ORONO, Maine — The season is officially over for the University of Maine women’s basketball team.
Six days after the team bus crashed on Interstate 95 in Georgetown, Mass., the university announced Monday that the Black Bears will not participate in the America East Championship later this week in Albany, N.Y.
“It has been a difficult time for these student-athletes following the accident,” Robert Dana, UMaine’s vice president for student affairs and dean of students said in a press release. “Our focus has been and continues to be the health and well-being of these players in their athletic and academic lives.
“Knowing students as I do and having consulted with experts, my recommendation to President [Paul] Ferguson, AD [Steve] Abbott and Coach [Richard] Barron is that the UMaine women’s basketball team end its season to spend this time continuing to recuperate. They are back in the UMaine community and that’s what matters. Seeing them back on the road for the tournament would have been difficult and not in their best interest.”
Eighth-seeded UMaine was scheduled to play No. 1 Albany in Friday’s 6 p.m. quarterfinal at SEFCU Arena. Instead, the Black Bears finish their season with a 4-24 record and Albany will receive a bye.
Last Friday, UMaine officials allowed team members to decide whether they wanted to play Saturday’s regular-season finale against New Hampshire at Memorial Gym.
With team members and other personnel still struggling with physical injuries and emotional pain in the aftermath of the accident, the university took a more active role Monday in protecting their best interests.
“We had to look at broader considerations from the university perspective and we had to weigh all the factors,” Abbott explained.
“The desires of the players were definitely an important consideration when we did this, but it was important for us to have the input of experienced and expert people on campus in terms of making this decision. The players’ welfare was our primary concern.”
Abbott said he and Barron met with the team twice on Monday before informing America East of the school’s decision.
“We are very sympathetic to the traumatic event Maine women’s basketball has experienced,” America East Commissioner Amy Huchthausen said in a press release. “We entrust this decision to the experts and professionals on Maine’s campus to do what is best for the student-athletes, coaches and staff.”
Team members were allowed to voice their opinions again Monday, but it was obvious some of them were not prepared to go back on the road.
“People are in different stages now in terms of dealing with this, but the one thing they were all clear about is that they wanted to act as a team,” Abbott said of the players’ collective attitude.
Abbott said there was no discussion about taking alternative transportation such as vans or cars to Albany.
“The overwhelming feeling they had was about traveling on a basketball trip right now,” Abbott said.
The Feb. 26 crash of the chartered Cyr Bus line motor coach seriously injured driver Jeff Hamlin of Charleston and left many passengers sore and shaken. The bus veered across two southbound lanes, the median and four northbound lanes — without hitting a single vehicle — and into some trees.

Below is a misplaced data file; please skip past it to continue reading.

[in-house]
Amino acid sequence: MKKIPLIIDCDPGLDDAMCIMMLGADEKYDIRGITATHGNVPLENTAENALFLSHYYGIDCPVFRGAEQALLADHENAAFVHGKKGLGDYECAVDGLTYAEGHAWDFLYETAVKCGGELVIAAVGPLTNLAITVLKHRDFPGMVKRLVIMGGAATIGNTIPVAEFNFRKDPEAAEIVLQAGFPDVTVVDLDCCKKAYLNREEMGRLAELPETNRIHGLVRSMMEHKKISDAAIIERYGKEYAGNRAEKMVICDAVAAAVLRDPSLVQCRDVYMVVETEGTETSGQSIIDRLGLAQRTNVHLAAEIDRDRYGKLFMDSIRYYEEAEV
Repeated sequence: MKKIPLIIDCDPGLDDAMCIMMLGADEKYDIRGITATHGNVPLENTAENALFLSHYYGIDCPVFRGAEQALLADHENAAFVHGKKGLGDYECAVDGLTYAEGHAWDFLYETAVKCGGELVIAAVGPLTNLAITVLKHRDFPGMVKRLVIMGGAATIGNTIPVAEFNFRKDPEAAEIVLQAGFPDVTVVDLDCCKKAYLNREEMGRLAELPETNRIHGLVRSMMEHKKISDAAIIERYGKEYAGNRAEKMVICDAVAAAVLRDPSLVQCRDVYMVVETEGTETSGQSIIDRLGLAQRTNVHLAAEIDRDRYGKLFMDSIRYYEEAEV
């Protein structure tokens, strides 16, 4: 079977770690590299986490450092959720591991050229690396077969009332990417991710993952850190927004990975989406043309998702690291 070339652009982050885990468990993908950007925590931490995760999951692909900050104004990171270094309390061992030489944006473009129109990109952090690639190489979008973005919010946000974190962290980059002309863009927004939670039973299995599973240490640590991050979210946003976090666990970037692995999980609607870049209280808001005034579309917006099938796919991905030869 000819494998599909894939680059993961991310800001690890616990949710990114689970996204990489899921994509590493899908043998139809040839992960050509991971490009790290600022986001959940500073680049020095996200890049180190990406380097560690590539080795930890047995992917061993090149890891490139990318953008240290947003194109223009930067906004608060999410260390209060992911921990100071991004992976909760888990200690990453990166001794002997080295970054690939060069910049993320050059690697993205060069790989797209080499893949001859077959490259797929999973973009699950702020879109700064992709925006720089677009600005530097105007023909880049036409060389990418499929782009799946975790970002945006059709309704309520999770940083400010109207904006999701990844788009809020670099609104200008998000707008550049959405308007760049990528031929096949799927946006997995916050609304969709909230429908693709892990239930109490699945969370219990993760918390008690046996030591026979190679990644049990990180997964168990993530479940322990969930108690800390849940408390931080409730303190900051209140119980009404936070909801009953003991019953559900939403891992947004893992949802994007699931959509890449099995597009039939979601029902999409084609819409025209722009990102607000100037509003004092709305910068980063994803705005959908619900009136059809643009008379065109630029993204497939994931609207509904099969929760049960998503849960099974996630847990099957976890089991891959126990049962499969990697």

The 55-year-old Hamlin, who apparently experienced a medical issue that caused him to lose consciousness while at the wheel, was listed in fair condition Monday evening at Brigham and Women’s Hospital in Boston, according to a public affairs spokesman.
UMaine’s worst physical injuries included a broken hand suffered by freshman Milica Mitrovic and concussions to at least two members of the travel party.
“I felt like when we went through the accident — sitting there on the side of the interstate with 17 ambulances, and helicopters overhead, and all that stuff — that we were done, that there was no way we were getting back on the court this year,” said Barron, who could not be reached for comment Monday.
The lingering effects of the accident are weighing heavily on the players’ minds.
“I don’t think anybody will really understand what it was to be in the bus unless you were in the bus or saw it happening,” junior Ashleigh Roberts said Saturday.
“These kids haven’t been sleeping. They’re emotionally drained,” Barron said Saturday afternoon.
“The idea of getting on a bus for seven hours right now is one of the scariest things in the world for them,” he added.
The university has made counselors available to players, coaches and staff alike to talk about their feelings. Barron said those sessions have been beneficial for all involved.
“Obviously we’ve got a very attentive counseling staff here on campus that are available to these kids and helping them through it,” he said.
They have gone through the gamut of emotions, ranging from moments of euphoria when realizing they survived the crash to the horror of knowing how close they came to potentially being killed or seriously injured.
“I feel like not all of us have hit that moment where [we realize], ‘OK, we’re lucky to be alive,’” sophomore Courtney Anderson of Greene said Saturday. “It hasn’t hit me. I’m still very emotional about the whole situation.”
Barron and Abbott said they appreciates the patience and understanding shown by officials at the University of New Hampshire and at America East. Barron also praised the UMaine fans and other well-wishers who have reached out to the Black Bears.
“They’ve got healing to do and they’ve got to take some time to recover, but when it’s all said and done, I think they’re going to be fine,” Abbott said.